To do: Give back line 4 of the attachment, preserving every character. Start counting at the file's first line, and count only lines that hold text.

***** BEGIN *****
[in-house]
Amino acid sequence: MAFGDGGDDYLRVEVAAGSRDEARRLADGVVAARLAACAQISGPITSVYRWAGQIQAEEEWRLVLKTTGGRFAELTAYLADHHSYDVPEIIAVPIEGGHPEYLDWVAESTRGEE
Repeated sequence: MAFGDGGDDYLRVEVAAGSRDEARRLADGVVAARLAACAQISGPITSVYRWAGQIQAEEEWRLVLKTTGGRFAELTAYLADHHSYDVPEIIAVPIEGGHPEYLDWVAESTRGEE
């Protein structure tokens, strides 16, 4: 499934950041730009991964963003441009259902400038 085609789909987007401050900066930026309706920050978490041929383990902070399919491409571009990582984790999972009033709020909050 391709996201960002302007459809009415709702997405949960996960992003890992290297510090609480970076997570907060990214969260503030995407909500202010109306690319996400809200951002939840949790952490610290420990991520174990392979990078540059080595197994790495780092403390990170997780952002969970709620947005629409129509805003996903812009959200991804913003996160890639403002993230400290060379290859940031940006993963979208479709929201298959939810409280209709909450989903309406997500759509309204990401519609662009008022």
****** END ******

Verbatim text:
């Protein structure tokens, strides 16, 4: 499934950041730009991964963003441009259902400038 085609789909987007401050900066930026309706920050978490041929383990902070399919491409571009990582984790999972009033709020909050 391709996201960002302007459809009415709702997405949960996960992003890992290297510090609480970076997570907060990214969260503030995407909500202010109306690319996400809200951002939840949790952490610290420990991520174990392979990078540059080595197994790495780092403390990170997780952002969970709620947005629409129509805003996903812009959200991804913003996160890639403002993230400290060379290859940031940006993963979208479709929201298959939810409280209709909450989903309406997500759509309204990401519609662009008022």